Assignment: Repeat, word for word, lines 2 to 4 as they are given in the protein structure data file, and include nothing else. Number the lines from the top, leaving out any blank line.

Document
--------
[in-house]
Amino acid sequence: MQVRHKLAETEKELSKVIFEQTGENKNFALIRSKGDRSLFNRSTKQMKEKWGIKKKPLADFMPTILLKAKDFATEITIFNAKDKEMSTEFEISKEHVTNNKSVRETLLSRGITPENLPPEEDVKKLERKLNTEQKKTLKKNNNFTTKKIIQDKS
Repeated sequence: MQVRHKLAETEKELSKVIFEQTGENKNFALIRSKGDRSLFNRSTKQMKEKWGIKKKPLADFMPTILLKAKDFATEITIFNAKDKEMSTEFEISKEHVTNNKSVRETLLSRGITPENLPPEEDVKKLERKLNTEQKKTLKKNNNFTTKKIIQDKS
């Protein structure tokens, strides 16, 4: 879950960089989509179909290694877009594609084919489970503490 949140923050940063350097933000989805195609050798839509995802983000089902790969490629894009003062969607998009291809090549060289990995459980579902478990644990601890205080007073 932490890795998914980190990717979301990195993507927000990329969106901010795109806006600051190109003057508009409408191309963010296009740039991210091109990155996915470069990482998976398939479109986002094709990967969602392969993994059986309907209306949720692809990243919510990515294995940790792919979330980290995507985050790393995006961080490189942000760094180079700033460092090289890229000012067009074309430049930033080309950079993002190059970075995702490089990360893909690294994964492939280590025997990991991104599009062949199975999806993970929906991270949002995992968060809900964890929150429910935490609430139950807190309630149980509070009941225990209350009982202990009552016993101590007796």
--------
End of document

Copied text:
Amino acid sequence: MQVRHKLAETEKELSKVIFEQTGENKNFALIRSKGDRSLFNRSTKQMKEKWGIKKKPLADFMPTILLKAKDFATEITIFNAKDKEMSTEFEISKEHVTNNKSVRETLLSRGITPENLPPEEDVKKLERKLNTEQKKTLKKNNNFTTKKIIQDKS
Repeated sequence: MQVRHKLAETEKELSKVIFEQTGENKNFALIRSKGDRSLFNRSTKQMKEKWGIKKKPLADFMPTILLKAKDFATEITIFNAKDKEMSTEFEISKEHVTNNKSVRETLLSRGITPENLPPEEDVKKLERKLNTEQKKTLKKNNNFTTKKIIQDKS
């Protein structure tokens, strides 16, 4: 879950960089989509179909290694877009594609084919489970503490 949140923050940063350097933000989805195609050798839509995802983000089902790969490629894009003062969607998009291809090549060289990995459980579902478990644990601890205080007073 932490890795998914980190990717979301990195993507927000990329969106901010795109806006600051190109003057508009409408191309963010296009740039991210091109990155996915470069990482998976398939479109986002094709990967969602392969993994059986309907209306949720692809990243919510990515294995940790792919979330980290995507985050790393995006961080490189942000760094180079700033460092090289890229000012067009074309430049930033080309950079993002190059970075995702490089990360893909690294994964492939280590025997990991991104599009062949199975999806993970929906991270949002995992968060809900964890929150429910935490609430139950807190309630149980509070009941225990209350009982202990009552016993101590007796």